My favorite brown blog, Sepia Mutiny, has a good post about the Supreme Court's Hindu friends. Unfortunately, there is no naan in the SCOTUS cafeteria, but the Hindu American Foundation, along with nine co-signatories representing Hindu, Buddhist and Jain organizations, filed the only amicus curiae brief providing a non-Judeo-Christian perspective in Ten Commandments case argued before the Court last Wednesday.
I think people too often assume that the only folks with a dog in the church-state separation fight are Christians and atheists, with the Christians trying to maintain their religious practices and beliefs as the norm, while atheists try to remove everything they perceive to be a lie from the public square. However, many of us are neither Christian nor atheist, and these Other religions have their own stance in these matters. "During the arguments, Professor Erwin Chemerinsky, Attorney for Van Orden, specifically asked the Justices to consider the effect of the Texas display on Hindus and Buddhists."
Justice David H. Souter asked whether a tablet containing only the last five commandments, the injunctions against killing, stealing and so on, might be constitutional because, unlike the first five, they did not necessarily imply religious belief.This is a little tricky, as Balkinization commenter David noted, becaused of the disparity between the Scalia and Ginburg versions; i.e., should I go by the Catholics or the Jews? The difference isn't just in the numbering, either.
That would be a harder case, Mr. Chemerinsky replied, but such a tablet would still be unconstitutional because it would still convey the Ten Commandments' message.
A central concern for Hindus would be the prohibition on graven images -- hard to perform all the milkwashing and garlanding parts of a puja without the figure of a god or goddess. It's boo-boo number two in the Protestant and Hebrew decalogues, but nowhere to be found in the Catholic list. This was an issue in the Reformation, as Martin Luther & Co. found praying before the images of Jesus, and especially of the Virgin Mary and saints, to be a little too close to pagan practices. The numbers work out because the Jews and Protestants collapse the coveting bans into a single commandment, whereas the Catholics politely distinguish one's wife from one's ox and ass. (Ditto the Hebrew reminder "I am the Lord thy God, who brought thee out of the land of Egypt, out of the house of slavery," which fits because the Jews put "no other gods" and "no graven images" into the same commandment.)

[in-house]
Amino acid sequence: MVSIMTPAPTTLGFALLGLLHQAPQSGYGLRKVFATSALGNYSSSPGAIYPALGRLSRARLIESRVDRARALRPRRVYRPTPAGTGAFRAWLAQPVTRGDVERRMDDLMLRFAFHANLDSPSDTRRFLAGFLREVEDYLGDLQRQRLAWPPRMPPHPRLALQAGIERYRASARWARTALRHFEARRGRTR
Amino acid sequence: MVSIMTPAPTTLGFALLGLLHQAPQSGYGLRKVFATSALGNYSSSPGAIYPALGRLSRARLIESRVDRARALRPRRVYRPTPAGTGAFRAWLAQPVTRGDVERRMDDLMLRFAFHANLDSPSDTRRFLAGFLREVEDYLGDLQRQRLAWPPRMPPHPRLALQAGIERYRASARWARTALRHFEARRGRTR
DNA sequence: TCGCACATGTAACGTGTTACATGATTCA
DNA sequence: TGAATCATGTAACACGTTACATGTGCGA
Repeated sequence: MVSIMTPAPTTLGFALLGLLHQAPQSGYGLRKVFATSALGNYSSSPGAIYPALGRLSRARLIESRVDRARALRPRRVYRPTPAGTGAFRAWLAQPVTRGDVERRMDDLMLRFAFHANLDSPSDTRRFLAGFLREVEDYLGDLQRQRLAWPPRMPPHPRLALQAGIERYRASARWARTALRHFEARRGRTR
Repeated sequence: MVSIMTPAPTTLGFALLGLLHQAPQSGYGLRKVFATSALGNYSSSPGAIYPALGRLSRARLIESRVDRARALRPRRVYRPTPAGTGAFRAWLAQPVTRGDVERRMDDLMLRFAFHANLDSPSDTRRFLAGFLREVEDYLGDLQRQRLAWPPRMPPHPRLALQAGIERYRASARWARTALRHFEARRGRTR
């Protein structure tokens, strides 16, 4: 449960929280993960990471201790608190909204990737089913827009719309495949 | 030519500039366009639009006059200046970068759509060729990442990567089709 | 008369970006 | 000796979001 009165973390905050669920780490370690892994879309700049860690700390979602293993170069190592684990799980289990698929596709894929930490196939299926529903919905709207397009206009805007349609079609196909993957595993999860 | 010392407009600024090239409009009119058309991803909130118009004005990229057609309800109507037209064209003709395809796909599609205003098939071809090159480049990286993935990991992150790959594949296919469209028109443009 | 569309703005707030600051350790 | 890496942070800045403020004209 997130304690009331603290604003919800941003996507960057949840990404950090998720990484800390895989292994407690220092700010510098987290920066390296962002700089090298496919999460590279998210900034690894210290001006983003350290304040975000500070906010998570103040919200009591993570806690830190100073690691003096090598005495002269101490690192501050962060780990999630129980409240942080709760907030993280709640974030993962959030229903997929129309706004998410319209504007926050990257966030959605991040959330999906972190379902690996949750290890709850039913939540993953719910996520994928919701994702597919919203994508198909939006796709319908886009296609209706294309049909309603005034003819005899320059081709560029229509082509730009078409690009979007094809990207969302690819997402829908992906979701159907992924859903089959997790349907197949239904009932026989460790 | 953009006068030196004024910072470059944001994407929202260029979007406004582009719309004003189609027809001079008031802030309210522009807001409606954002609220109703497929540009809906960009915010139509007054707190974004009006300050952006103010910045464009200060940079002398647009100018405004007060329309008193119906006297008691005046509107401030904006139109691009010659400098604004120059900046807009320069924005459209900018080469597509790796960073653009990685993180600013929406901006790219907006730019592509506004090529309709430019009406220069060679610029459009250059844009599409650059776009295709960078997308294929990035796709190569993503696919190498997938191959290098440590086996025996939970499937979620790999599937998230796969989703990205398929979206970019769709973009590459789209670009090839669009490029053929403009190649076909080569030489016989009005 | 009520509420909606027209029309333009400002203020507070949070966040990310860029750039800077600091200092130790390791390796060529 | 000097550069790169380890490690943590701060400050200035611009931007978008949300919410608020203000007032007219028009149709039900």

The degree to which these monuments to the Ten Commandments, particularly if one takes the Alabama Chief Justice Roy Moore "remove them over my dead body" attitude, might be considered worshipped graven images, I leave to someone with more theological sophistication than I.
I'm not sure why Justice Souter thought that only the last five commandments didn't imply religious belief, as "Honor thy mother and father" seems like a good secular precept for a nation of poorly-run nursing homes and elderly people subsisting on Social Security checks to take seriously. Certainly both Hindus and followers of Confucius -- one of the historical law-givers depicted in the Supreme Court's east entrance sculpture group, along with Moses and Solon -- favor this principle. All except the first three commandments in the Catholic decalogue seem fit for non-Christians, and all except the first four in the Protestant and Hebrew editions.
If we were looking for historical significance, I'd add the Sabbath commandment as well, to explain the American tradition of complaining when one has to come into the office on the weekend. Possibly the prohibition on taking the Lord's name in vain might be a quaint historical reminder of the days when profanity rather than obscenity obsessed the FCC's predecessors.
The prohibition on having no gods other than the one who brought the Jews out of Egyptian slavery, however, strikes me as actually contrary to the First Amendment, in a way that no other commandment conflicts with our declared constitutional principles. Maybe it's just my polytheistic upbringing talking, but for the state to declare in any way that it recognizes only one god seems to Establish Religion -- and not just "religion" in the general sense, but a religion worshipping a god, which all but the nuttiest supporters of religion in the public square concede to be unconstitutional -- quite effectively.